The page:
B'luru cleanest capital in India

B'luru cleanest capital in India

B'luru cleanest capital in India

Bengaluru has emerged as the cleanest capital in the country and Mysuru the cleanest city, according to the Centre’s Swachh Bharat rankings, released on Saturday, in which south Indian towns came out with flying colours.

The rankings were based on a survey which considered the prevalence and extent of open defecation and solid waste management (SWM) practices in 476 cities. Mysuru led with minimal open defecation and extensive adoption of SWM practices.

If one took the capital cities alone, Bengaluru ranked first followed by Thiruvananthapuram, Gangtok, Delhi and Chandigarh. Bengaluru’s overall ranking was seventh, Thiruvananthapuram (8), Gangtok (10), Delhi (16) and Chandigarh (21).

Fifteen of the 27 capital cities surveyed figured among the top-100 performers while five were ranked beyond 300. Patna, the capital of Bihar, came at the bottom, at 429. Among the metro cities, Kolkata came at 56, Chennai (61) and Mumbai (140).

On dealing with open defecation, Bengaluru scored the highest of 13.81 among capitals while Thiruvananthapuram got 13.38. On waste management, Gangtok got the highest marks among capitals with 12.65 while Thiruvananthapuram got 12.64 and Bengaluru 12.29.

In the overall rankings, four Karnataka cities — Mysuru, Hassan, Mandya and Bengaluru — found space in top ten. Hassan was ranked fifth, Mandya sixth and Bengaluru seventh.

Only three cities outside south India found themselves in top ten. Tiruchirappalli came second followed by Navi Mumbai and Kochi at fifth. Halisahar (West Bengal) was ninth and Mangaluru came 11th.

Mysuru scored the highest 18.50 out of 20 marks in minimising open defecation, while Tiruchirappalli could score only 14.38. On sewage waste management, too, Mysuru had an impressive score of 15.75 but Tiruchirappalli had a better score. Overall, West Bengal did well with 25 cities in top 100 while 39 cities from the South also found place in top 100.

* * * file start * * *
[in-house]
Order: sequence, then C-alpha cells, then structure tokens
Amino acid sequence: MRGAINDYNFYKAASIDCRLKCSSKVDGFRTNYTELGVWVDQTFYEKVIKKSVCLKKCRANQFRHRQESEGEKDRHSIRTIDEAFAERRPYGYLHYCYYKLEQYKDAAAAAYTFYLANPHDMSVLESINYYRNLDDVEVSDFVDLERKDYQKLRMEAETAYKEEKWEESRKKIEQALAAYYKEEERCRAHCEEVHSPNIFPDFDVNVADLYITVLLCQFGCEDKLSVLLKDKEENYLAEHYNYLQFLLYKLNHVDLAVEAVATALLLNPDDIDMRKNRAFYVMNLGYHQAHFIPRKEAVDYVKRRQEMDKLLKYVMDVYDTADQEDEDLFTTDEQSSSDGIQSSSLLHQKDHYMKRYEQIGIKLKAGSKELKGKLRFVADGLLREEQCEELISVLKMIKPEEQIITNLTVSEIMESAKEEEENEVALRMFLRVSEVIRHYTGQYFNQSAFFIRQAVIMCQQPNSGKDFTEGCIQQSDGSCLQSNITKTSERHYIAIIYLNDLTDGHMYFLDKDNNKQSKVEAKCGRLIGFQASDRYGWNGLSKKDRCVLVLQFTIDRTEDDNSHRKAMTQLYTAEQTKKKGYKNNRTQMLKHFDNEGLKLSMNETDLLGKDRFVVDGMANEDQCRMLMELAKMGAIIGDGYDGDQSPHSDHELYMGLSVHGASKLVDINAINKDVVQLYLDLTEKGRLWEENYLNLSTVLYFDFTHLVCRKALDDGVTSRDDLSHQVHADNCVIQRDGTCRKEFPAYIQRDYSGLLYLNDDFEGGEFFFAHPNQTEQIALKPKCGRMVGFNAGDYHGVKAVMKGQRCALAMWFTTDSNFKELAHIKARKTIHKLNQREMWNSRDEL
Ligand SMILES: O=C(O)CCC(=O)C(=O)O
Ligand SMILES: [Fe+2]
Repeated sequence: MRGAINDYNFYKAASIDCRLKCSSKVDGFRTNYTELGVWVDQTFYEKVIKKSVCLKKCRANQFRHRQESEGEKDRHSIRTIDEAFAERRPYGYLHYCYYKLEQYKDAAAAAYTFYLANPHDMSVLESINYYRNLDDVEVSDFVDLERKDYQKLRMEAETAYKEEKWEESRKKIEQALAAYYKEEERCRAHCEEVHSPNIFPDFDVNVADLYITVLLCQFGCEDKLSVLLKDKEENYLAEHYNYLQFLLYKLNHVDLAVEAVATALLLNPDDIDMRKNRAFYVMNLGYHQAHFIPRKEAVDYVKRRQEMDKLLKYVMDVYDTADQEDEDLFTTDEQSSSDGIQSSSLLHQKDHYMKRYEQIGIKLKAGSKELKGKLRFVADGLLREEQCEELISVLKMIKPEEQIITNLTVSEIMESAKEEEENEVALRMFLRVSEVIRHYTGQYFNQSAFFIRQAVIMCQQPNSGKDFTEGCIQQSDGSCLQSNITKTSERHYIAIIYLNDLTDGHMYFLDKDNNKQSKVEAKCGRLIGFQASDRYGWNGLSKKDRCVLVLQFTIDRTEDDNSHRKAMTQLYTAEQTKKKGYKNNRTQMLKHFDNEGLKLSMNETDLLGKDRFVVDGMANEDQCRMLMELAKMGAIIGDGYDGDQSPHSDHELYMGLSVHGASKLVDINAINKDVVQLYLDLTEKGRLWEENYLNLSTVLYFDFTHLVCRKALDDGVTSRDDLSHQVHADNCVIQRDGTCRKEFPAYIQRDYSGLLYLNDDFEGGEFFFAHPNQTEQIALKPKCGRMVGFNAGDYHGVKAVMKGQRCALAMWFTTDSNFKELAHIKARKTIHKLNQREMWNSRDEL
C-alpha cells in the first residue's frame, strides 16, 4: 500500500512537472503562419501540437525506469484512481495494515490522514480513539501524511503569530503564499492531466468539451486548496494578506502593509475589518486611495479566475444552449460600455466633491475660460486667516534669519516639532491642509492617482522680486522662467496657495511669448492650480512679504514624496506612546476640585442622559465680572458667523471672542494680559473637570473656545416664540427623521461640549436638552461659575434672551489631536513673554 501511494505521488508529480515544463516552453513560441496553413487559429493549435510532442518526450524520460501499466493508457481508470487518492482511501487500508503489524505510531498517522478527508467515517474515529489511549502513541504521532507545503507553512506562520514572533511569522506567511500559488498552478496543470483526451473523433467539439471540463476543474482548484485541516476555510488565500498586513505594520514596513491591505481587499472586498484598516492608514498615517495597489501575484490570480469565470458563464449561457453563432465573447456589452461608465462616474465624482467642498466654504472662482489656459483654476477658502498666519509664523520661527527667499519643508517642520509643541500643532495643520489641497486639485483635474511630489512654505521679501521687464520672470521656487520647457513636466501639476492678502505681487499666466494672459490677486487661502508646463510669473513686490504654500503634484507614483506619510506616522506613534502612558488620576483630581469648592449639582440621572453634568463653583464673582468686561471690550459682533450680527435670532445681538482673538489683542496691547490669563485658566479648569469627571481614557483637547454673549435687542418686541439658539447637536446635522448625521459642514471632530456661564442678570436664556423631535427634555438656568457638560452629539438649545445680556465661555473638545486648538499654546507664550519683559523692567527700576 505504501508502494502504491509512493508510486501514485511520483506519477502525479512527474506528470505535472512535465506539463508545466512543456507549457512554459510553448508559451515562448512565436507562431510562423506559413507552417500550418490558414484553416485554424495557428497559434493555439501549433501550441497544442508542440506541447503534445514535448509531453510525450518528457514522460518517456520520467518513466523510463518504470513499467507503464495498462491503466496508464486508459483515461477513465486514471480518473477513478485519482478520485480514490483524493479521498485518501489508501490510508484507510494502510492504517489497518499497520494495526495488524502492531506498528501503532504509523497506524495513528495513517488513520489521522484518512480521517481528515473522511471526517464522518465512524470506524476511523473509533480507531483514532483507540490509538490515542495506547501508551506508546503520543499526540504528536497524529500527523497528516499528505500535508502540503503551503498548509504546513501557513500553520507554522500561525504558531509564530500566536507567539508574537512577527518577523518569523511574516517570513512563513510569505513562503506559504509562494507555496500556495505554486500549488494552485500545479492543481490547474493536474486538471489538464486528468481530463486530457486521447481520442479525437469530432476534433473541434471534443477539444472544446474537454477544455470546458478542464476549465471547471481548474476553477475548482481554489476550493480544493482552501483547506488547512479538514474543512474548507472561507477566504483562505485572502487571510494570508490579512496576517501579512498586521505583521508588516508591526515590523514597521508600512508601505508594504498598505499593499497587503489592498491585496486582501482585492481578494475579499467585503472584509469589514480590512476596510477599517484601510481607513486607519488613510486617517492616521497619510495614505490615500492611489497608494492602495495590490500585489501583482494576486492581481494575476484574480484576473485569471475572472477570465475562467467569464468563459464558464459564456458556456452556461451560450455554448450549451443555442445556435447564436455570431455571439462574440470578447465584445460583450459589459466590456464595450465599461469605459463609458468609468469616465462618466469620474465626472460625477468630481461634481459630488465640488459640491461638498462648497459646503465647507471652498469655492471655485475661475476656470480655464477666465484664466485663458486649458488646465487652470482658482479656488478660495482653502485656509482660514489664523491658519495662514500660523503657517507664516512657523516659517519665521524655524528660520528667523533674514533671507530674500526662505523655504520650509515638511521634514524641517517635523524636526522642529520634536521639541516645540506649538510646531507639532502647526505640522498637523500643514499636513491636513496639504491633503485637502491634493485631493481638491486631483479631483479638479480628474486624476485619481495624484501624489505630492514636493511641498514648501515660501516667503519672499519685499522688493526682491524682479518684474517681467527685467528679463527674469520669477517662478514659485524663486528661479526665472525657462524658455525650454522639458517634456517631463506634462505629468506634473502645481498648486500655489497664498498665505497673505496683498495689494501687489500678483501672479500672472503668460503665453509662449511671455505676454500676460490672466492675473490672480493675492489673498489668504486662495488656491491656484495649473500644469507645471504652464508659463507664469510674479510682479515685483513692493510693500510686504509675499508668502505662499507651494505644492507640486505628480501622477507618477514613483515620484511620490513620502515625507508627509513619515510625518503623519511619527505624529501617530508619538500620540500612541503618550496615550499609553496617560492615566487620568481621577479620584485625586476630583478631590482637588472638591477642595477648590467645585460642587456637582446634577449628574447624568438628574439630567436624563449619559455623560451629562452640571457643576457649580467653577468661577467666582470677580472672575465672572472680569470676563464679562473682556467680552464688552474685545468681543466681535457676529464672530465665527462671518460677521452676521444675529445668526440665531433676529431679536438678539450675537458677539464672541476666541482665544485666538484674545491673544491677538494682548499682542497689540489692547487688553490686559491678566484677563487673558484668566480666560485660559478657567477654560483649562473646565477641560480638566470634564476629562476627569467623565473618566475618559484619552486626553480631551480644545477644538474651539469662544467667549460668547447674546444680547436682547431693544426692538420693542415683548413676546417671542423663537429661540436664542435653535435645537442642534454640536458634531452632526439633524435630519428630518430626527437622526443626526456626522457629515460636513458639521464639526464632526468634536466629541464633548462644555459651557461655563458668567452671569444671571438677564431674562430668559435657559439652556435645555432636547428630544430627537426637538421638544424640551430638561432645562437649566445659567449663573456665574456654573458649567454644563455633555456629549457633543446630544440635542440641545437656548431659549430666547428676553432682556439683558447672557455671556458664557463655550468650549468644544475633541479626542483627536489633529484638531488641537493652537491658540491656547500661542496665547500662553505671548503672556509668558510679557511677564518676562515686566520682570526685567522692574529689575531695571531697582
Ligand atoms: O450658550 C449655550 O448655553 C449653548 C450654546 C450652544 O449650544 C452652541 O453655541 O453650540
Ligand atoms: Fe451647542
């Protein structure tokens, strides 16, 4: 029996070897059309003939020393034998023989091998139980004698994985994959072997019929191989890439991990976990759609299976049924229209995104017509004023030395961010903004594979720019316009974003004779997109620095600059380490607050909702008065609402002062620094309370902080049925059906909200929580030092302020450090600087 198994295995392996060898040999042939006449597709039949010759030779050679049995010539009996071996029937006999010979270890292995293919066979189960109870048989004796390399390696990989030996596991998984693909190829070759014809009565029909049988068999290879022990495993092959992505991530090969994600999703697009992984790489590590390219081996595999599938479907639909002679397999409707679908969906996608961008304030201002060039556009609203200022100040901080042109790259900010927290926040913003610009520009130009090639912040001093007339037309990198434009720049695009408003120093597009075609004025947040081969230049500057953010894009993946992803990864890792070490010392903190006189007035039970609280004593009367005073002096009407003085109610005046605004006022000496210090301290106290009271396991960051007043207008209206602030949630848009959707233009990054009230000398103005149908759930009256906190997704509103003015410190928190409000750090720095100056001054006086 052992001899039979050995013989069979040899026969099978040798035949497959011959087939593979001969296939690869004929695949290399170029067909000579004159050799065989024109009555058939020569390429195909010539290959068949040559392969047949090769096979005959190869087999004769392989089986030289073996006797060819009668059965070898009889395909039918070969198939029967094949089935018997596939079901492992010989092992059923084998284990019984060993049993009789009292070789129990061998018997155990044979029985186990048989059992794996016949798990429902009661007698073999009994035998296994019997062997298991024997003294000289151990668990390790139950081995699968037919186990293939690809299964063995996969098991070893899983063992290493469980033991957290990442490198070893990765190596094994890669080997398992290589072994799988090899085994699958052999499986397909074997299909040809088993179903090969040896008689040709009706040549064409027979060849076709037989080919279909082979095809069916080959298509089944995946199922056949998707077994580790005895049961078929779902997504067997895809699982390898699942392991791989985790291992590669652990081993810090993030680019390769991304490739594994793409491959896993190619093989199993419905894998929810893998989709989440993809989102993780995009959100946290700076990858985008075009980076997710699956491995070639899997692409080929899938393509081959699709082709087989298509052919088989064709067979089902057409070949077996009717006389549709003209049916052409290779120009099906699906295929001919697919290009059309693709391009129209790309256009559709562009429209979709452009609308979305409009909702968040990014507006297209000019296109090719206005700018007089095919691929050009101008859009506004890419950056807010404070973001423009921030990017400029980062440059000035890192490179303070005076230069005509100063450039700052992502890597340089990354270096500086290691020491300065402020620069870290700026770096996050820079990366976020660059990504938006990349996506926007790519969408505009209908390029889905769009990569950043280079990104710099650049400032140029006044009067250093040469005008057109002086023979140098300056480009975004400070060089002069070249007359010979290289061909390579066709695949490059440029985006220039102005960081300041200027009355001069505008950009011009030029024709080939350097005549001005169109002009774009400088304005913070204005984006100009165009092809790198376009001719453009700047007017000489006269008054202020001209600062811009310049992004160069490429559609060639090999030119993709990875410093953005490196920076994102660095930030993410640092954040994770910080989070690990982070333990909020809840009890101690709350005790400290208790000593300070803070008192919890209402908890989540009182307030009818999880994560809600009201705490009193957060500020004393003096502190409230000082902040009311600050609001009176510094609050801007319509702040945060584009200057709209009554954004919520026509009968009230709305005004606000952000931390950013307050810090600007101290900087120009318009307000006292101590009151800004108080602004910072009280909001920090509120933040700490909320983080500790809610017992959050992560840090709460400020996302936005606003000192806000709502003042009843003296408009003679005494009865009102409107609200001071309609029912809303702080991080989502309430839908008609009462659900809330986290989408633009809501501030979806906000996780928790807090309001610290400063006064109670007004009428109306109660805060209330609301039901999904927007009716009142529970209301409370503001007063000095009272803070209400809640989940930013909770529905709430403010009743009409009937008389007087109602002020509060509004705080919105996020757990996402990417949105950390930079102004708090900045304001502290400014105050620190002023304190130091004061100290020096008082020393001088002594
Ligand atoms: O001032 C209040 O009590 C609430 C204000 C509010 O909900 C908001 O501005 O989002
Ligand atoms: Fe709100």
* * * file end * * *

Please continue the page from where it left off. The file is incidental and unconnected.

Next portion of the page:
Dirty picture
Painting a grim picture of cleanliness in north Indian cities, the survey showed that only 12 cities found place in top 100 while 74 found place in bottom 100.

The survey conducted during 2014-15 was commissioned by the Ministry of Urban Development as required under the National Sanitation Policy of 2008. All the 476 Class-1 cities in 31 States and Union Territories, each with a population of above 1 lakh, were surveyed for assessing total sanitation practices.

“This helps in assessing the present situation in these cities so that they can undertake necessary interventions to meet Swachh Bharat Mission targets in the urban areas,” a senior official said.

A number of cities were surveyed in major states. These included UP (61), West Bengal (60), Maharashtra (43), MP (32), Gujarat (30), Andhra Pradesh (30), Tamil Nadu (29), Rajasthan (28), Bihar (27), Karnataka (26), Haryana (20), Punjab (16), Telangana (11), Odisha (10), Jharkhand (10), Chattisgarh (9) and 6 each from Kerala, Uttarakhand and North-Eastern states.

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